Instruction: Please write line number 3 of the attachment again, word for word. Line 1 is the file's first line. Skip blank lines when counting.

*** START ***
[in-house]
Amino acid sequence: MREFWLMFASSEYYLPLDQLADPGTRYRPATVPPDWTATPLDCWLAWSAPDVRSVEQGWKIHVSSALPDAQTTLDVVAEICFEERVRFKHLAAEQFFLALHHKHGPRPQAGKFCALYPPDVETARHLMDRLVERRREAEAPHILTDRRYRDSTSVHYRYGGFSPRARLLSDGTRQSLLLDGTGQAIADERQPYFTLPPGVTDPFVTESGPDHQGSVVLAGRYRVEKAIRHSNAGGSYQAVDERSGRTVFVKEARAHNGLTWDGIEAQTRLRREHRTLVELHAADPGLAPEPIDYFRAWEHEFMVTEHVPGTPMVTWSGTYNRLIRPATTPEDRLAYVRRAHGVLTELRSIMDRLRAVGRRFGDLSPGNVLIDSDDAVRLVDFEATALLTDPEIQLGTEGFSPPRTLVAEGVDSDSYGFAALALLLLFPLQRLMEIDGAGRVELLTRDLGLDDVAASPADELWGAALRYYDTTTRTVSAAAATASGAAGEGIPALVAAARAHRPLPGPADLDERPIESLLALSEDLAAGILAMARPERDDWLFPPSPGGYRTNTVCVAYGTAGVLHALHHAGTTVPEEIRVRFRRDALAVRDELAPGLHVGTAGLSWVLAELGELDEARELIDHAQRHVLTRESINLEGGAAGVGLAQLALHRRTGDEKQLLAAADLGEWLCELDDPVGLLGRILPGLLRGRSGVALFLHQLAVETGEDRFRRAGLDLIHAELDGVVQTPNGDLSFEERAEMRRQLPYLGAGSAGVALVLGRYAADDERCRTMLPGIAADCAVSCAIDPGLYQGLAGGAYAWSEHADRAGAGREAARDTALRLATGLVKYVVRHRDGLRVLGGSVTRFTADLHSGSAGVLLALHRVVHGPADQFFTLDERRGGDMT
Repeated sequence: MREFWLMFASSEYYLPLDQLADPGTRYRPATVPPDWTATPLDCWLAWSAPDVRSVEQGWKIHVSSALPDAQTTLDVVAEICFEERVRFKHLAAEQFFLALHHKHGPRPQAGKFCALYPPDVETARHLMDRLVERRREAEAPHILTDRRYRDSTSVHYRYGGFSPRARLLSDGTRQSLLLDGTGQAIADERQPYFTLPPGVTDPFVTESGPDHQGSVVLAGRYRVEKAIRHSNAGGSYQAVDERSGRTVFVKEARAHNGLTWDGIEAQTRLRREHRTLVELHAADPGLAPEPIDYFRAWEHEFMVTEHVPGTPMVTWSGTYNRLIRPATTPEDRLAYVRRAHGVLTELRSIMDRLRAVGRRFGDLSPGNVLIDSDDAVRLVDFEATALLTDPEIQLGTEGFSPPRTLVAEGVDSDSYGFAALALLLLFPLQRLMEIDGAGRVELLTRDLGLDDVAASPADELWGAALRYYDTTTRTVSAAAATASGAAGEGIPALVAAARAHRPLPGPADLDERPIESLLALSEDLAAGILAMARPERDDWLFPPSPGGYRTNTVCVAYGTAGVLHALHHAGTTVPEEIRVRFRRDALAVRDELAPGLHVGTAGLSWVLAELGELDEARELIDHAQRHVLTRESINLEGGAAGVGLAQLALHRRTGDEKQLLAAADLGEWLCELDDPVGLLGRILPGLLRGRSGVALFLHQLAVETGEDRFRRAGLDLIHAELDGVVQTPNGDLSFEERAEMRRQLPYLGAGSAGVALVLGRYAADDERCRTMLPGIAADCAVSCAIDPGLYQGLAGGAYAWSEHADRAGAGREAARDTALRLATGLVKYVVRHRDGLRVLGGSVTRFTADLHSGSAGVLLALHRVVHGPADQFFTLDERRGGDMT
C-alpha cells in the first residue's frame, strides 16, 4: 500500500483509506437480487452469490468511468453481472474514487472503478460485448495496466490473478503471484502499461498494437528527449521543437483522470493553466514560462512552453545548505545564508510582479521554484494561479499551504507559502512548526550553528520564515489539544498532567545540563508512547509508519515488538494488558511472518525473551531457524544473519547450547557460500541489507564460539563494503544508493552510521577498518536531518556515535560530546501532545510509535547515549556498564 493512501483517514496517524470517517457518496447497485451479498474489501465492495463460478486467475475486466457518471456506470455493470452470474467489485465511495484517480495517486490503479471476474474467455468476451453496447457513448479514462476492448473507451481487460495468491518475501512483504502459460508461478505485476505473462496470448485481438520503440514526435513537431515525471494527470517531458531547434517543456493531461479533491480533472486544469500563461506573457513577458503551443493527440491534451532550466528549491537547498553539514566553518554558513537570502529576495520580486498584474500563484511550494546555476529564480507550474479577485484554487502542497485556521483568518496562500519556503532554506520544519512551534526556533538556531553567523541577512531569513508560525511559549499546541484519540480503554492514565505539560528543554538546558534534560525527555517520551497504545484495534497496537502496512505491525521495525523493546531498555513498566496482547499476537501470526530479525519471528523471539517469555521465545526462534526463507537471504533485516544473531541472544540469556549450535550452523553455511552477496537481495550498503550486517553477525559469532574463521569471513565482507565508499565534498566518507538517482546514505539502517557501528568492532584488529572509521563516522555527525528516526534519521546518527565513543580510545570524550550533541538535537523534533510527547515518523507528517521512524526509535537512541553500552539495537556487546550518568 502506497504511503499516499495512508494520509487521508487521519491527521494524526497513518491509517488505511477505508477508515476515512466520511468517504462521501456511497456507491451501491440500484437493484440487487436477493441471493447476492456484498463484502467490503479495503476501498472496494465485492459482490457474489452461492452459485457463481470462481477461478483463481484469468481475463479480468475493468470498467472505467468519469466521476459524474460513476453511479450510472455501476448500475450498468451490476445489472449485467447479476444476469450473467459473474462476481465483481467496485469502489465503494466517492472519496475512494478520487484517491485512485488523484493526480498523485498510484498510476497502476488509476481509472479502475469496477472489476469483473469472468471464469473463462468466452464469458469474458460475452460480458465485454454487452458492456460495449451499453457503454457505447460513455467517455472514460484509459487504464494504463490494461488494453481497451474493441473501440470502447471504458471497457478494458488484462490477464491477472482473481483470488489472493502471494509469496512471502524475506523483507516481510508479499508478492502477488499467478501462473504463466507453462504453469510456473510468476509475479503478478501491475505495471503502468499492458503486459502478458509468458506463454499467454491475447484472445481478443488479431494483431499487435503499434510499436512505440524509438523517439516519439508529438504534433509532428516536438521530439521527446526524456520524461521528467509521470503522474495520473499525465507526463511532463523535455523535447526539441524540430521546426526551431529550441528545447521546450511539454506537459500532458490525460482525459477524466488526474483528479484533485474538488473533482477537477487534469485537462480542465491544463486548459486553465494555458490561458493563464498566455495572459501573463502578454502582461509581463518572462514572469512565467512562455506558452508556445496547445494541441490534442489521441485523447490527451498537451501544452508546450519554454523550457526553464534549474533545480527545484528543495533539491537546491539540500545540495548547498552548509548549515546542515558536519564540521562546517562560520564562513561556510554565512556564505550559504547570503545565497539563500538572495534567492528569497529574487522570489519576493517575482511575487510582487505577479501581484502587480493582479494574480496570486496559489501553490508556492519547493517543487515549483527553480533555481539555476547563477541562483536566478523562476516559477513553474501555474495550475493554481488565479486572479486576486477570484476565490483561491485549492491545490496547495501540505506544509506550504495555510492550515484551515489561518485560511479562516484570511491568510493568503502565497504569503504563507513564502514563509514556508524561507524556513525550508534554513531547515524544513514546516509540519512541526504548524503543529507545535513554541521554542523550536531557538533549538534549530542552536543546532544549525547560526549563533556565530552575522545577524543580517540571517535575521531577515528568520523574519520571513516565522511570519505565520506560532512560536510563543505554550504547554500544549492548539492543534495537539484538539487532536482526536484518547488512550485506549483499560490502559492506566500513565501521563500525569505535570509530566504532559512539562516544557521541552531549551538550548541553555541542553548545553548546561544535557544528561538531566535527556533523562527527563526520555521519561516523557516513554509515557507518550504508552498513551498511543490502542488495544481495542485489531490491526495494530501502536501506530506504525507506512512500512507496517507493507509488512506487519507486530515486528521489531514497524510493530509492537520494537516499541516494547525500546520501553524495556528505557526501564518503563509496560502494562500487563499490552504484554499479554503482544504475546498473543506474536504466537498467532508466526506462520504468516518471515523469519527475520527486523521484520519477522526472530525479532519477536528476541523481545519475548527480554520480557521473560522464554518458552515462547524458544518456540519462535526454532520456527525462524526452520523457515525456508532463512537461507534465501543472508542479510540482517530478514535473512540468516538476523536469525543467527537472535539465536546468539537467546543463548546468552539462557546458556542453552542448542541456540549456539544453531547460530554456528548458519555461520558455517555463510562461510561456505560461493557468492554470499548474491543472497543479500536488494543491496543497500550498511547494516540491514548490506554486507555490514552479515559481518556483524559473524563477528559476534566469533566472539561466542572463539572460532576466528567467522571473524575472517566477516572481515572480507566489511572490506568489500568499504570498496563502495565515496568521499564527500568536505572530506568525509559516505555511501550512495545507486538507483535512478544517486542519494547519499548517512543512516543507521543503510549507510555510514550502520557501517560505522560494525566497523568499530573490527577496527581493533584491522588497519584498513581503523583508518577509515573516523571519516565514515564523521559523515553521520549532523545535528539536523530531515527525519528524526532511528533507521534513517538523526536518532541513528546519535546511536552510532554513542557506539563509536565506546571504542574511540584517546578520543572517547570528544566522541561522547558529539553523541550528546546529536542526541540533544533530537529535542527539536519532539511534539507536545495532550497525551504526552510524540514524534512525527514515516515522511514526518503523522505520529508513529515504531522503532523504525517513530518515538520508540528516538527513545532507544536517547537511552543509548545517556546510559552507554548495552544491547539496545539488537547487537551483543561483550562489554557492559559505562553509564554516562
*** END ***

Repeated sequence: MREFWLMFASSEYYLPLDQLADPGTRYRPATVPPDWTATPLDCWLAWSAPDVRSVEQGWKIHVSSALPDAQTTLDVVAEICFEERVRFKHLAAEQFFLALHHKHGPRPQAGKFCALYPPDVETARHLMDRLVERRREAEAPHILTDRRYRDSTSVHYRYGGFSPRARLLSDGTRQSLLLDGTGQAIADERQPYFTLPPGVTDPFVTESGPDHQGSVVLAGRYRVEKAIRHSNAGGSYQAVDERSGRTVFVKEARAHNGLTWDGIEAQTRLRREHRTLVELHAADPGLAPEPIDYFRAWEHEFMVTEHVPGTPMVTWSGTYNRLIRPATTPEDRLAYVRRAHGVLTELRSIMDRLRAVGRRFGDLSPGNVLIDSDDAVRLVDFEATALLTDPEIQLGTEGFSPPRTLVAEGVDSDSYGFAALALLLLFPLQRLMEIDGAGRVELLTRDLGLDDVAASPADELWGAALRYYDTTTRTVSAAAATASGAAGEGIPALVAAARAHRPLPGPADLDERPIESLLALSEDLAAGILAMARPERDDWLFPPSPGGYRTNTVCVAYGTAGVLHALHHAGTTVPEEIRVRFRRDALAVRDELAPGLHVGTAGLSWVLAELGELDEARELIDHAQRHVLTRESINLEGGAAGVGLAQLALHRRTGDEKQLLAAADLGEWLCELDDPVGLLGRILPGLLRGRSGVALFLHQLAVETGEDRFRRAGLDLIHAELDGVVQTPNGDLSFEERAEMRRQLPYLGAGSAGVALVLGRYAADDERCRTMLPGIAADCAVSCAIDPGLYQGLAGGAYAWSEHADRAGAGREAARDTALRLATGLVKYVVRHRDGLRVLGGSVTRFTADLHSGSAGVLLALHRVVHGPADQFFTLDERRGGDMT